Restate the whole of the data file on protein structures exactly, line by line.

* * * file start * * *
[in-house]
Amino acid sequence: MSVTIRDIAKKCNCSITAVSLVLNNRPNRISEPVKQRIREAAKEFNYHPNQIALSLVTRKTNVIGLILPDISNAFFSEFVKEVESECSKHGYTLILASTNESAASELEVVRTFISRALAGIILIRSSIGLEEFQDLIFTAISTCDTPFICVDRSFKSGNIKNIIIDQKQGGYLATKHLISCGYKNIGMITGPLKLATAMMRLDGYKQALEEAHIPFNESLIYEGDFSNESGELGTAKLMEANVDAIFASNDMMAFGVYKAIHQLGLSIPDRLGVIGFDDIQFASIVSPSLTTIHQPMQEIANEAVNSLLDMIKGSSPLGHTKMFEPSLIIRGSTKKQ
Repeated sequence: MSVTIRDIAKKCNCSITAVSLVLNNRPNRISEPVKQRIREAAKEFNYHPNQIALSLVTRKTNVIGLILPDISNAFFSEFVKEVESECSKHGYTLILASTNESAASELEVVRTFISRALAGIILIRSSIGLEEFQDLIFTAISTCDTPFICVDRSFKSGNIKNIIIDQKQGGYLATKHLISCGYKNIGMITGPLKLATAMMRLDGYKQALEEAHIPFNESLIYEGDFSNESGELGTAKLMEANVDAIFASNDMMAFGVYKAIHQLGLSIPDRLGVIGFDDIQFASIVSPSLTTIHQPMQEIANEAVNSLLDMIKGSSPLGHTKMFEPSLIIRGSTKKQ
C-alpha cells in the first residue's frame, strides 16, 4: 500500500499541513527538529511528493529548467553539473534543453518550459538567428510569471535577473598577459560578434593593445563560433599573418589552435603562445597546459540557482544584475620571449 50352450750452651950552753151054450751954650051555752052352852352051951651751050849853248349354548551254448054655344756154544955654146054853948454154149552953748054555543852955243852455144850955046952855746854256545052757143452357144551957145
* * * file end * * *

[in-house]
Amino acid sequence: MSVTIRDIAKKCNCSITAVSLVLNNRPNRISEPVKQRIREAAKEFNYHPNQIALSLVTRKTNVIGLILPDISNAFFSEFVKEVESECSKHGYTLILASTNESAASELEVVRTFISRALAGIILIRSSIGLEEFQDLIFTAISTCDTPFICVDRSFKSGNIKNIIIDQKQGGYLATKHLISCGYKNIGMITGPLKLATAMMRLDGYKQALEEAHIPFNESLIYEGDFSNESGELGTAKLMEANVDAIFASNDMMAFGVYKAIHQLGLSIPDRLGVIGFDDIQFASIVSPSLTTIHQPMQEIANEAVNSLLDMIKGSSPLGHTKMFEPSLIIRGSTKKQ
Repeated sequence: MSVTIRDIAKKCNCSITAVSLVLNNRPNRISEPVKQRIREAAKEFNYHPNQIALSLVTRKTNVIGLILPDISNAFFSEFVKEVESECSKHGYTLILASTNESAASELEVVRTFISRALAGIILIRSSIGLEEFQDLIFTAISTCDTPFICVDRSFKSGNIKNIIIDQKQGGYLATKHLISCGYKNIGMITGPLKLATAMMRLDGYKQALEEAHIPFNESLIYEGDFSNESGELGTAKLMEANVDAIFASNDMMAFGVYKAIHQLGLSIPDRLGVIGFDDIQFASIVSPSLTTIHQPMQEIANEAVNSLLDMIKGSSPLGHTKMFEPSLIIRGSTKKQ
C-alpha cells in the first residue's frame, strides 16, 4: 500500500499541513527538529511528493529548467553539473534543453518550459538567428510569471535577473598577459560578434593593445563560433599573418589552435603562445597546459540557482544584475620571449 50352450750452651950552753151054450751954650051555752052352852352051951651751050849853248349354548551254448054655344756154544955654146054853948454154149552953748054555543852955243852455144850955046952855746854256545052757143452357144551957145